The Reformation : The Beliefs Of The Protestant Reformation

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The Protestant Reformation was a time of separation and awareness. It marked a shift in ideas, art, and beliefs mostly in Germany. The Protestant Reformation began in the 16th century after the people of Europe grown distrustful of the Roman catholic church. The morality of the church had died out with time. The papacy had made it clear that it had control over all estates and all people. This included kings and those who were wealthy. People could buy services from a priest, which included the clergy reading the scripture for someone and fasting for someone. The church also allowed those to pay a price for their sins versus spending more time in purgatory. The church no longer operated by faith but by money and power. Their extravagant purchases, like the rebuilding of Saint Peter’s cathedral, was received with harsh criticism from the people of Germany (Fiero 475). All these things combined sparked the Protestant Reformation.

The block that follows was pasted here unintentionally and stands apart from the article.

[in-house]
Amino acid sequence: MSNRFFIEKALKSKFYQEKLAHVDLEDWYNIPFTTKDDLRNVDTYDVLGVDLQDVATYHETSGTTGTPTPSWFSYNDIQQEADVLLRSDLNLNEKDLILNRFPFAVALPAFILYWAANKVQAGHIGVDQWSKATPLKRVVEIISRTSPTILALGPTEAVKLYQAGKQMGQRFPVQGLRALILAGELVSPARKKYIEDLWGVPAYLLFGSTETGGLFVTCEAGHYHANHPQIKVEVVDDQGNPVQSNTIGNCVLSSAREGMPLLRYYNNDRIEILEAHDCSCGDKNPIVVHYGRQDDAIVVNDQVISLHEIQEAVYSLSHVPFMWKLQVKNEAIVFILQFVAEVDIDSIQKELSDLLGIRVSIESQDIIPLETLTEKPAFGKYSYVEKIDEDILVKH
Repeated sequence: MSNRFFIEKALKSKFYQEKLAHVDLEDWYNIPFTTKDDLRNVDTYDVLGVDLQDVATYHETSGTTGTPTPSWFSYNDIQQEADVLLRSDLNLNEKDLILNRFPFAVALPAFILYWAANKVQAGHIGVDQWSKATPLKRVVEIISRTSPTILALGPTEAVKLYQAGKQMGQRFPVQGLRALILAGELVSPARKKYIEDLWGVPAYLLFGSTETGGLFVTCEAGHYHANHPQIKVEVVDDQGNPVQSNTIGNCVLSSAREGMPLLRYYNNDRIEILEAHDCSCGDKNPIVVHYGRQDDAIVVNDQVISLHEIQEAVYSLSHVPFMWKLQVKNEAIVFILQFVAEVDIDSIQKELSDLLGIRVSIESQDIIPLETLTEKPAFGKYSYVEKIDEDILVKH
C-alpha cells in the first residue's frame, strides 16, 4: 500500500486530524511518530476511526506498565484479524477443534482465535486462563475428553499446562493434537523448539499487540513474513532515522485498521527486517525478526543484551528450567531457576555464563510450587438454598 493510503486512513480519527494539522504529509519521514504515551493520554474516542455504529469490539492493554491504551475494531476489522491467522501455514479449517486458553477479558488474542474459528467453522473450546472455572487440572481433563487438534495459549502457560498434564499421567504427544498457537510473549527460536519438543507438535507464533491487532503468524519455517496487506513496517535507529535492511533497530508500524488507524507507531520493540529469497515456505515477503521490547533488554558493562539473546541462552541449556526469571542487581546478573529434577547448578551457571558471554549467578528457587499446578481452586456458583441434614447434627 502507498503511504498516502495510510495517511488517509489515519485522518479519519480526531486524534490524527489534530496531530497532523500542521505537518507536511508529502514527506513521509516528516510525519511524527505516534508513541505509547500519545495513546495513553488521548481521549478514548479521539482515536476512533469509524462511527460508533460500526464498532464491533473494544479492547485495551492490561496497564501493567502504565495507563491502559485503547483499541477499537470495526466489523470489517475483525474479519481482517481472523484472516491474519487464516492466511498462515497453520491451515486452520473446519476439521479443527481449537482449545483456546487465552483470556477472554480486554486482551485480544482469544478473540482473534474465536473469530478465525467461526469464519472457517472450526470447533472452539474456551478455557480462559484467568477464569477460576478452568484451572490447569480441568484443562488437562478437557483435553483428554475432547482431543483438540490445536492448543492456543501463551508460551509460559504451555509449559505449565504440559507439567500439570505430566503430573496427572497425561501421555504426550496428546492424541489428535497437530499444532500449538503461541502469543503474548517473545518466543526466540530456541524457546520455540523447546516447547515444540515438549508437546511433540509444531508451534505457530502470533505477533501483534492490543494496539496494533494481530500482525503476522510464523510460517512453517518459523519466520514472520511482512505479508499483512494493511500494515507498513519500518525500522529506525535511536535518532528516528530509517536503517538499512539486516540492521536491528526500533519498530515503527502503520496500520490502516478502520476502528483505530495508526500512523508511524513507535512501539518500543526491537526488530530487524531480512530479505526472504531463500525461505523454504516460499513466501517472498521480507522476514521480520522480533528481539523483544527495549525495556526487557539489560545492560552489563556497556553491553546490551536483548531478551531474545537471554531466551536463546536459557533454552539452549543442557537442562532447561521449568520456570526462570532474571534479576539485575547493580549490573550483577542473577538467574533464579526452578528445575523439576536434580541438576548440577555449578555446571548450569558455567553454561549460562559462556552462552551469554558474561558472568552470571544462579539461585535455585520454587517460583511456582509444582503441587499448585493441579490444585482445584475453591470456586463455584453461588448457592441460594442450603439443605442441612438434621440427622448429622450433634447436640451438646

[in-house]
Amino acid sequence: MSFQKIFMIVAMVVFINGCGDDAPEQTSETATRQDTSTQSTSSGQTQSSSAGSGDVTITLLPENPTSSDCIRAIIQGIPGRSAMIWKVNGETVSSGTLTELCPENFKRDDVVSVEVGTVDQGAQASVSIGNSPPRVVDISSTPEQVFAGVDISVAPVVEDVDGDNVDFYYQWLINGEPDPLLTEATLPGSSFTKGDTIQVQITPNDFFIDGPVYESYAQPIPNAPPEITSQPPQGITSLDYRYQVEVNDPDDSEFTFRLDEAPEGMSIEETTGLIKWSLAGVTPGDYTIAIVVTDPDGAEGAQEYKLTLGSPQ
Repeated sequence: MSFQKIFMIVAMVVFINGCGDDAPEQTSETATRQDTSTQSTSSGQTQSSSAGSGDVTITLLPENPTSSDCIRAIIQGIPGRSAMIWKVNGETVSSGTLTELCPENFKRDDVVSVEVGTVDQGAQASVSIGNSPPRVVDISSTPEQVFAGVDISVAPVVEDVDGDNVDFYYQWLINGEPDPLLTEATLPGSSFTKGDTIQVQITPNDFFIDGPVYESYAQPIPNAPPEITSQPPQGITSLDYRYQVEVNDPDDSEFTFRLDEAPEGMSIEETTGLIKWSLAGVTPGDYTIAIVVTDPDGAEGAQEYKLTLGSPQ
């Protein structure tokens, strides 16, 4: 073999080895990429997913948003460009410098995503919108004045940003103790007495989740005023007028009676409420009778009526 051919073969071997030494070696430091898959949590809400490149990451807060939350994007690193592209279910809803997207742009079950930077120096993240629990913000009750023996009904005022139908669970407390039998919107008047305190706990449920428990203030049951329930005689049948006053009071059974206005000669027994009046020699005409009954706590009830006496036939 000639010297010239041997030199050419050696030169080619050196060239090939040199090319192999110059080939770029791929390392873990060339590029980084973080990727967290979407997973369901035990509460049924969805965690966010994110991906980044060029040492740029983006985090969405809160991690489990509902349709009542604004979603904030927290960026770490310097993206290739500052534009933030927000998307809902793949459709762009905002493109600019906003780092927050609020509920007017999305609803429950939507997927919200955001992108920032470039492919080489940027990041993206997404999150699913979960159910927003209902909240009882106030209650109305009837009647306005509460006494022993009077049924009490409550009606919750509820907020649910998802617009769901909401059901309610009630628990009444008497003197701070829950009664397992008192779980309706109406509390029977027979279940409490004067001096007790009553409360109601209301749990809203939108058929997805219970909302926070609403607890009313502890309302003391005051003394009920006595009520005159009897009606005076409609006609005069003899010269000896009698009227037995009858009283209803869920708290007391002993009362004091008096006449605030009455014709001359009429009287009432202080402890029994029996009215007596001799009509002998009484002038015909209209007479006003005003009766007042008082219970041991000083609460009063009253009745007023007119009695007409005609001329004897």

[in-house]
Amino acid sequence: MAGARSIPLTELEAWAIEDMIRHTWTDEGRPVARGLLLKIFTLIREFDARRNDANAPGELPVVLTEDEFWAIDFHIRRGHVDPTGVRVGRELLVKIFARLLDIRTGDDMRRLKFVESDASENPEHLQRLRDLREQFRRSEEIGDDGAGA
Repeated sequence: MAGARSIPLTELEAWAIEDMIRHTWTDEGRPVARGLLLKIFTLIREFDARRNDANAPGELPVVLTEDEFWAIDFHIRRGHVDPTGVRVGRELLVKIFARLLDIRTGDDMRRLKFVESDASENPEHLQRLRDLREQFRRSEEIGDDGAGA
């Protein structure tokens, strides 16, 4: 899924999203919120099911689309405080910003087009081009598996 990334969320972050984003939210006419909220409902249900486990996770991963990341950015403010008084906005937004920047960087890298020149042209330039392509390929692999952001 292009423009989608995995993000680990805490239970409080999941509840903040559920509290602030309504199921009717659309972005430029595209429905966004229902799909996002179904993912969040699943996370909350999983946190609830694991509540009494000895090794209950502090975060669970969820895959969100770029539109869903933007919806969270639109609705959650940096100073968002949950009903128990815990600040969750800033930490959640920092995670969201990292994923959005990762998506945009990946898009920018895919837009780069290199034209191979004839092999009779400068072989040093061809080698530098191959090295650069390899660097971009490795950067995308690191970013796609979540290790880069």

The papacy’s corruption ultimately led to Martin Luther, an Augustinian monk and doctor of theology, to nail a 95-point manifesto on the door of the All Saints church in Wittenberg, Germany. Luther had believed that only those who believed in the sacrifice of Christ would be saved from the pits of hell. Those who had bought indulgences, and idolized saints would not be saved, as faith could not be bought. Luther also voiced that he did not believe the Pope should be the source of supremacy when it came to matters of faith and principle. He believed
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